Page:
Artificial Neural Network Predicts Death Row Executions

An artificial neural network computer has been used to predict which death-row inmates are mostly likely to actually be executed.

In 2006, fifty-three of the 3,228 people on death row were executed.

Researchers provided data to an artificial neural network (ANN) - an intelligent computer system, modelled after the human brain - that is able to deduce how various factors within a jumble of data relate to each other. The system can then take what it has learned and make predictions about a new set of data.

"We couldn't see any clear patterns in the data," says computer scientist Stamos Karamouzis, who has been investigating this question with criminologist Dee Wood Harper at Loyola University in New Orleans, Louisiana. "ANNs surprise us by revealing non-obvious patterns," he says.

To find out which factors might be linked to executions, the researchers first "trained" their ANN by entering the profiles of 1000 death row inmates between 1973 and 2000. Half of this sample of prisoners had been executed and the other half had survived. Each profile contained 18 factors, including the inmate's sex, age, race, marital status, educational level and information on their capital offences.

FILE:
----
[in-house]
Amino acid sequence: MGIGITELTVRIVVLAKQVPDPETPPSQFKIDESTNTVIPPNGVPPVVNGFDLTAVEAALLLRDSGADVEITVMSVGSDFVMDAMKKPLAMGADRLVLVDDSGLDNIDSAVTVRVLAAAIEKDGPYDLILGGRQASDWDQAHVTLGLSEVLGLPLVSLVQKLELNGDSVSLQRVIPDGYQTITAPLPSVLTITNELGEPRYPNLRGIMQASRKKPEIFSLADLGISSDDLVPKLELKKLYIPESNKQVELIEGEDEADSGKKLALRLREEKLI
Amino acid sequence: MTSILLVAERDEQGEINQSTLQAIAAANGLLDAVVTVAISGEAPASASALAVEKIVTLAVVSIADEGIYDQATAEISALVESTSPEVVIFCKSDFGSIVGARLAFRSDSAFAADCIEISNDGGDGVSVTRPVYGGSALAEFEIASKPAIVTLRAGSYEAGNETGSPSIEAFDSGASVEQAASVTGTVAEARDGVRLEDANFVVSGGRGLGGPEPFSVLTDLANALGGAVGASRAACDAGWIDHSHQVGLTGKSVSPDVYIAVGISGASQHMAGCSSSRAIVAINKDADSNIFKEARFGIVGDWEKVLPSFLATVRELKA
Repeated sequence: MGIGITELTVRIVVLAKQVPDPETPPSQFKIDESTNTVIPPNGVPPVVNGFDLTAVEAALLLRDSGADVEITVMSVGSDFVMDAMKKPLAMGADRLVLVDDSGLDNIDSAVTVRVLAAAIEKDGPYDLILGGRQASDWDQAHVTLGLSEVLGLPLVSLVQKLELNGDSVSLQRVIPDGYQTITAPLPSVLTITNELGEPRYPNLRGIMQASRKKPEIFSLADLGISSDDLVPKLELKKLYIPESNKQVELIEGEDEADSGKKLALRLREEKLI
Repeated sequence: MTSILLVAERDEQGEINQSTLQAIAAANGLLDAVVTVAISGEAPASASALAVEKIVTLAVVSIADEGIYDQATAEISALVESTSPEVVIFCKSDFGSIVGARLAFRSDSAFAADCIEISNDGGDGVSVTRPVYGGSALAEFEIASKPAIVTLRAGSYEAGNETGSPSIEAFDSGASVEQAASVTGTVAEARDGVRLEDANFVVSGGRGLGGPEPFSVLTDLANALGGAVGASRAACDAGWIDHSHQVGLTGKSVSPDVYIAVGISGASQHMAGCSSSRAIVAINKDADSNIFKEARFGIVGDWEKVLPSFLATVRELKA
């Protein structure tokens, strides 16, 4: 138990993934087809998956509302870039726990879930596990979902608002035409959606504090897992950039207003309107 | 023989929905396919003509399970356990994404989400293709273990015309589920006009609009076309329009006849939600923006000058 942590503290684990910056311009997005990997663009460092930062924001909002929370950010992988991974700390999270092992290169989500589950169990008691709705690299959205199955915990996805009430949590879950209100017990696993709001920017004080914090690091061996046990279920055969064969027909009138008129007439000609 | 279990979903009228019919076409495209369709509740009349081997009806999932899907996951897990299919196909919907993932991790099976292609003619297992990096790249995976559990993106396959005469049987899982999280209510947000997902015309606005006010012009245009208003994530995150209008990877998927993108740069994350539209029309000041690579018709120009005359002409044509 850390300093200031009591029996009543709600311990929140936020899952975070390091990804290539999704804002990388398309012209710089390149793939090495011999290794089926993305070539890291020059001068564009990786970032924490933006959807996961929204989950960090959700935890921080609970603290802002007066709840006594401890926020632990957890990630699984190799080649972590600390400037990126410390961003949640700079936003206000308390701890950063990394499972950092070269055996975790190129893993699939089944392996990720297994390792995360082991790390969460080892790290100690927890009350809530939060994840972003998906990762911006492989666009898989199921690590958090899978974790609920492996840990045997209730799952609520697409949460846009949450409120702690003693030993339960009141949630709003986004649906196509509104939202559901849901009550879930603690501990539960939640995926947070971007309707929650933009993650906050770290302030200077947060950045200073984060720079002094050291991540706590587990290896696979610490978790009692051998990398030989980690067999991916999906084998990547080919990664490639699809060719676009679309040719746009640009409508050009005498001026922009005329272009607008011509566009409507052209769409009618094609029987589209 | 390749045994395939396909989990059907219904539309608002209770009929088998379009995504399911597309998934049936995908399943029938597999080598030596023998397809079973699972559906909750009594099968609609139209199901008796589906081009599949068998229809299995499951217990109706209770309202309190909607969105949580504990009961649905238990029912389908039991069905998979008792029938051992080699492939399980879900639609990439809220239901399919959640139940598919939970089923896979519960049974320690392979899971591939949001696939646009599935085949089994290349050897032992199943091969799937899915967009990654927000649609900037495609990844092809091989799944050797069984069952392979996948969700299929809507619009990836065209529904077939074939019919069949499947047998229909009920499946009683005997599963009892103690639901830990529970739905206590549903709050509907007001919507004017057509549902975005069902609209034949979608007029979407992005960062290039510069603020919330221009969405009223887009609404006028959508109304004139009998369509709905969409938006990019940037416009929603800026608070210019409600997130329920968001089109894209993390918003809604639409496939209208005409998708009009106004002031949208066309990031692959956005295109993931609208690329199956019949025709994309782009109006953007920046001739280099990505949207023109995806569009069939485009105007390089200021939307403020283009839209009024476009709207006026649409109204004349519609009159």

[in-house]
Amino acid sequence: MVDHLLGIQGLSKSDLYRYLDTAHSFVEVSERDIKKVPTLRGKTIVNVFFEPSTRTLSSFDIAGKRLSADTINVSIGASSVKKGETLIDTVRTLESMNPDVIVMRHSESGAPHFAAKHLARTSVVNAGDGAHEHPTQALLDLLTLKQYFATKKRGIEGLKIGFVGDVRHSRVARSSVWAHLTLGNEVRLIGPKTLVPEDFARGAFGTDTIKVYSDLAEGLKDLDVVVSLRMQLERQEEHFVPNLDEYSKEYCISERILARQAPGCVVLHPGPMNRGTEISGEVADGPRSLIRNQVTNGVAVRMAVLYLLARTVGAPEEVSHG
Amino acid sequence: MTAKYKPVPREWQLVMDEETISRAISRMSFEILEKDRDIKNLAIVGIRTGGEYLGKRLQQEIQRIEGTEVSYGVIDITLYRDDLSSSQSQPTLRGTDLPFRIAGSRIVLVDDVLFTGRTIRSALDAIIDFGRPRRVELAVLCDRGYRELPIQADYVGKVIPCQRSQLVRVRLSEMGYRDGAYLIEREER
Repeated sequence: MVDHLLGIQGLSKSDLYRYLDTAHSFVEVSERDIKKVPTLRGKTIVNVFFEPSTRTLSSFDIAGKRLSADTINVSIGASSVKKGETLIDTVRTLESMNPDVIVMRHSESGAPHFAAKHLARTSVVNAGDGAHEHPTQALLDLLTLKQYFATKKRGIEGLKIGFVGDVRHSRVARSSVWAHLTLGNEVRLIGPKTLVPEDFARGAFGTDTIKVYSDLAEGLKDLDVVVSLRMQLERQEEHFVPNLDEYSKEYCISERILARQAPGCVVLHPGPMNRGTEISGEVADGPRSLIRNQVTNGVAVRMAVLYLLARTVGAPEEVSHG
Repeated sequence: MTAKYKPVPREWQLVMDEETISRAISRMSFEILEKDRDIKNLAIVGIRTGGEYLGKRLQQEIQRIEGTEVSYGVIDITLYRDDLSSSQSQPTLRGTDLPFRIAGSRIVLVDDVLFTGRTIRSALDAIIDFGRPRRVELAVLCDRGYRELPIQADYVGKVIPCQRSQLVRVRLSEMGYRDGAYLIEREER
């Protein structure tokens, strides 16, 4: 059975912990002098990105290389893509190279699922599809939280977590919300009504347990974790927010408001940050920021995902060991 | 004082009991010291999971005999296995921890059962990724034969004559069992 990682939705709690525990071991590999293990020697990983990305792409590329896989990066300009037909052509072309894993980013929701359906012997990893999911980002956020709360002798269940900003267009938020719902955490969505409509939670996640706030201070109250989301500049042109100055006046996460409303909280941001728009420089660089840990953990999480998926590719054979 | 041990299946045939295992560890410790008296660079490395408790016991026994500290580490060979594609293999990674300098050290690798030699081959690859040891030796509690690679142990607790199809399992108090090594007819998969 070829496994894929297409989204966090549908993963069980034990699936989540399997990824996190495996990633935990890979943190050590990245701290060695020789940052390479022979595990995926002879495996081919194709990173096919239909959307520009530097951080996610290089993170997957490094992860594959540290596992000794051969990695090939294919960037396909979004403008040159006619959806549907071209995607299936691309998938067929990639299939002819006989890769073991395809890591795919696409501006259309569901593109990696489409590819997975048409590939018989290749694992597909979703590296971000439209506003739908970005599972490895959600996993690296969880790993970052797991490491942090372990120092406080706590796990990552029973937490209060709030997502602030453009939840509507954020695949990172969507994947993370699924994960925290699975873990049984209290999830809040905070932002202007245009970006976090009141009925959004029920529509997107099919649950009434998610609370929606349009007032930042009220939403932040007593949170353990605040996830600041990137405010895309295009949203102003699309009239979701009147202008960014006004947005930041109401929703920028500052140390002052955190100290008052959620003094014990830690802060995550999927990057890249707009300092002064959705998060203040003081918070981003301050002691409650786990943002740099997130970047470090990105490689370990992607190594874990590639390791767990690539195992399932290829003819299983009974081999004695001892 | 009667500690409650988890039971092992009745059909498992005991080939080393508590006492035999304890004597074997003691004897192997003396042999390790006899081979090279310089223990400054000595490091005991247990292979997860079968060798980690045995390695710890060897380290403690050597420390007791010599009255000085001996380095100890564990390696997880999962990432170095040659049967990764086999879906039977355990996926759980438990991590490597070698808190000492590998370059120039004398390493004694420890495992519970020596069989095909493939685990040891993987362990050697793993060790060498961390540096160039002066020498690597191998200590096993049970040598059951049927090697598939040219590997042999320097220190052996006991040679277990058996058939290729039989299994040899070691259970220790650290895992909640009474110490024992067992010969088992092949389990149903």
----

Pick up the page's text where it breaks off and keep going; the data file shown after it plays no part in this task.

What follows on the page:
They then fed in profiles for 300 more inmates from the same period and asked the ANN to predict what had happened to them. To their astonishment, it correctly predicted the fates of more than 90 per cent of those inmates

Science fiction fans realize that it is just one short step from having a computer that is able to predict whether society will execute a criminal - to just skipping the tedious fumblings of society and just executing the "right" inmates itself.

I suppose that if you can have a robot judge you could have an execution ordered by a machine. I'm having a hard time thinking of a specific science-fictional computer system that executes only specific people; help me out, readers.

Via Eurekalert; thanks to Moira for writing in with this one.

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